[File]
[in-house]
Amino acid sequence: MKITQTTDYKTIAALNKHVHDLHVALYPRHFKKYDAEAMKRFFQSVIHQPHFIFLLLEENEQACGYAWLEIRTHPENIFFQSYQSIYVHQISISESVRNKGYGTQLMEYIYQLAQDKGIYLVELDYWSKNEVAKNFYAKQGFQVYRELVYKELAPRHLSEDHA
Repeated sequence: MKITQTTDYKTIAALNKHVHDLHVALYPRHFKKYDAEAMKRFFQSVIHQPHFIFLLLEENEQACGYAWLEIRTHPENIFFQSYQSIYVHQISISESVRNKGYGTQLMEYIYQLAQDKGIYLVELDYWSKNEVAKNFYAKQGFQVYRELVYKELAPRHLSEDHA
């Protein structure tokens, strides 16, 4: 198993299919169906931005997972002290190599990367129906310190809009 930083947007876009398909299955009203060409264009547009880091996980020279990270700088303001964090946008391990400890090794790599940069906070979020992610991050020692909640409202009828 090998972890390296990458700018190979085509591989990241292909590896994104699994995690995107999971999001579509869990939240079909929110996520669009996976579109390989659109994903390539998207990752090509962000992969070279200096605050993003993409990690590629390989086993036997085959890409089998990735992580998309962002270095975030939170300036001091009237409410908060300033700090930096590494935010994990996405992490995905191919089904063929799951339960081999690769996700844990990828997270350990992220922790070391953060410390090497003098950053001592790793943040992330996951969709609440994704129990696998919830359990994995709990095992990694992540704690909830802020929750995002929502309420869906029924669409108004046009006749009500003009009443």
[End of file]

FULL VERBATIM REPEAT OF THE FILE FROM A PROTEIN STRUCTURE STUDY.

[in-house]
Amino acid sequence: MKITQTTDYKTIAALNKHVHDLHVALYPRHFKKYDAEAMKRFFQSVIHQPHFIFLLLEENEQACGYAWLEIRTHPENIFFQSYQSIYVHQISISESVRNKGYGTQLMEYIYQLAQDKGIYLVELDYWSKNEVAKNFYAKQGFQVYRELVYKELAPRHLSEDHA
Repeated sequence: MKITQTTDYKTIAALNKHVHDLHVALYPRHFKKYDAEAMKRFFQSVIHQPHFIFLLLEENEQACGYAWLEIRTHPENIFFQSYQSIYVHQISISESVRNKGYGTQLMEYIYQLAQDKGIYLVELDYWSKNEVAKNFYAKQGFQVYRELVYKELAPRHLSEDHA
């Protein structure tokens, strides 16, 4: 198993299919169906931005997972002290190599990367129906310190809009 930083947007876009398909299955009203060409264009547009880091996980020279990270700088303001964090946008391990400890090794790599940069906070979020992610991050020692909640409202009828 090998972890390296990458700018190979085509591989990241292909590896994104699994995690995107999971999001579509869990939240079909929110996520669009996976579109390989659109994903390539998207990752090509962000992969070279200096605050993003993409990690590629390989086993036997085959890409089998990735992580998309962002270095975030939170300036001091009237409410908060300033700090930096590494935010994990996405992490995905191919089904063929799951339960081999690769996700844990990828997270350990992220922790070391953060410390090497003098950053001592790793943040992330996951969709609440994704129990696998919830359990994995709990095992990694992540704690909830802020929750995002929502309420869906029924669409108004046009006749009500003009009443």